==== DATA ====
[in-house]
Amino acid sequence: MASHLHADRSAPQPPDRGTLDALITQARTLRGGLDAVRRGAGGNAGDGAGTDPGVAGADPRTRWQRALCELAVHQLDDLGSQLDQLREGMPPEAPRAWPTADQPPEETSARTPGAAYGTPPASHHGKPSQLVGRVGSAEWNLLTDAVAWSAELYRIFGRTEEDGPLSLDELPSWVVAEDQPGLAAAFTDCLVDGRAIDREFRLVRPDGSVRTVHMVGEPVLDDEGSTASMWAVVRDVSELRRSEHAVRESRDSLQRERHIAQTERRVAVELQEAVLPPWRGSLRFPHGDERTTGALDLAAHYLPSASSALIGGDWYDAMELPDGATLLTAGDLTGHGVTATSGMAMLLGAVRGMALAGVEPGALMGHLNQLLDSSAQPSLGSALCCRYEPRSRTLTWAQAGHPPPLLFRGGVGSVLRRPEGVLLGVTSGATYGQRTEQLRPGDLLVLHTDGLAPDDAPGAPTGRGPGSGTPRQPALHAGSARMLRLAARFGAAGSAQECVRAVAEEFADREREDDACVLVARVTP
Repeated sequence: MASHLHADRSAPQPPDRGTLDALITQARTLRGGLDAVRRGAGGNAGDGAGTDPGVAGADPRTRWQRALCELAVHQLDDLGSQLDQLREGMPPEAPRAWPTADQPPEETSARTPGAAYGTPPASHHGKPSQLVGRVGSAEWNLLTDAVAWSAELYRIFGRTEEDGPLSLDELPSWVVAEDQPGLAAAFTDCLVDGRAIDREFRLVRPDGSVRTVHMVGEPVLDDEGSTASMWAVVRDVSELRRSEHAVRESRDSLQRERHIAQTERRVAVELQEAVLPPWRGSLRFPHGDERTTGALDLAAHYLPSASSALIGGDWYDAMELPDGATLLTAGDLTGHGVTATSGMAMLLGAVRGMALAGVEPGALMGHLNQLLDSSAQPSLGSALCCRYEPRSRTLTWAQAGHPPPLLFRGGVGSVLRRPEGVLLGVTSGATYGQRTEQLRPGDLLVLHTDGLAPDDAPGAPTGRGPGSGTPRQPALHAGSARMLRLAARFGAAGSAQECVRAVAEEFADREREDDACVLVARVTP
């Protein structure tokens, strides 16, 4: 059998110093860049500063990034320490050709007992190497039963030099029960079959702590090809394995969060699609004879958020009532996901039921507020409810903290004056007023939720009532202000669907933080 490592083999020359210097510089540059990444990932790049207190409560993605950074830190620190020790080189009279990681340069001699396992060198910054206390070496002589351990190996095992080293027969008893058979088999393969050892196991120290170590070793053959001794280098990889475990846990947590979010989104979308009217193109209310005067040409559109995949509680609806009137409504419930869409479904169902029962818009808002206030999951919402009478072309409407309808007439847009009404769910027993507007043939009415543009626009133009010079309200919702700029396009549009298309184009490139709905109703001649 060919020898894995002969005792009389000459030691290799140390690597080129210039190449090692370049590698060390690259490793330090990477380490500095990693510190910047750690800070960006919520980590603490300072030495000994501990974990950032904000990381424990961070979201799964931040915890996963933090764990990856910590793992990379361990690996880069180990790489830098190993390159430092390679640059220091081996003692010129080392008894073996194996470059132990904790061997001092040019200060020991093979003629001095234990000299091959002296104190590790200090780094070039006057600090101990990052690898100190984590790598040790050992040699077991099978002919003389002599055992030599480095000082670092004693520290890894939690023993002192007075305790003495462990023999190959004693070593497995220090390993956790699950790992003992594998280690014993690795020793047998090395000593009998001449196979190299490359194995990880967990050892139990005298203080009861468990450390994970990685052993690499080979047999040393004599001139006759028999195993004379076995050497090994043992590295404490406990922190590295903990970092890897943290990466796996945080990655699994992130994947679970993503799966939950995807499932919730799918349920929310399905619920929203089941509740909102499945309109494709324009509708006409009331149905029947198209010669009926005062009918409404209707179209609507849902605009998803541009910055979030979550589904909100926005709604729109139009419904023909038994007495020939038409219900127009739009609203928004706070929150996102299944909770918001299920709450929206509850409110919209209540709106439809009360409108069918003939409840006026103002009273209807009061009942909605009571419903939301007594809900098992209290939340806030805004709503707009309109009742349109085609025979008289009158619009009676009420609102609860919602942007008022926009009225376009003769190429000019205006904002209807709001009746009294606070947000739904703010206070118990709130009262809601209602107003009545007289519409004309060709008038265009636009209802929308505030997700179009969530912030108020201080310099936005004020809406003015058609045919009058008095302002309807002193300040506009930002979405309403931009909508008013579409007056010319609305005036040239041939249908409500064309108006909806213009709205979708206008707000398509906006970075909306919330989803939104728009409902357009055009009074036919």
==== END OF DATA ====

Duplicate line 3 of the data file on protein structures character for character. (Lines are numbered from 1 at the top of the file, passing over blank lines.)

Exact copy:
Repeated sequence: MASHLHADRSAPQPPDRGTLDALITQARTLRGGLDAVRRGAGGNAGDGAGTDPGVAGADPRTRWQRALCELAVHQLDDLGSQLDQLREGMPPEAPRAWPTADQPPEETSARTPGAAYGTPPASHHGKPSQLVGRVGSAEWNLLTDAVAWSAELYRIFGRTEEDGPLSLDELPSWVVAEDQPGLAAAFTDCLVDGRAIDREFRLVRPDGSVRTVHMVGEPVLDDEGSTASMWAVVRDVSELRRSEHAVRESRDSLQRERHIAQTERRVAVELQEAVLPPWRGSLRFPHGDERTTGALDLAAHYLPSASSALIGGDWYDAMELPDGATLLTAGDLTGHGVTATSGMAMLLGAVRGMALAGVEPGALMGHLNQLLDSSAQPSLGSALCCRYEPRSRTLTWAQAGHPPPLLFRGGVGSVLRRPEGVLLGVTSGATYGQRTEQLRPGDLLVLHTDGLAPDDAPGAPTGRGPGSGTPRQPALHAGSARMLRLAARFGAAGSAQECVRAVAEEFADREREDDACVLVARVTP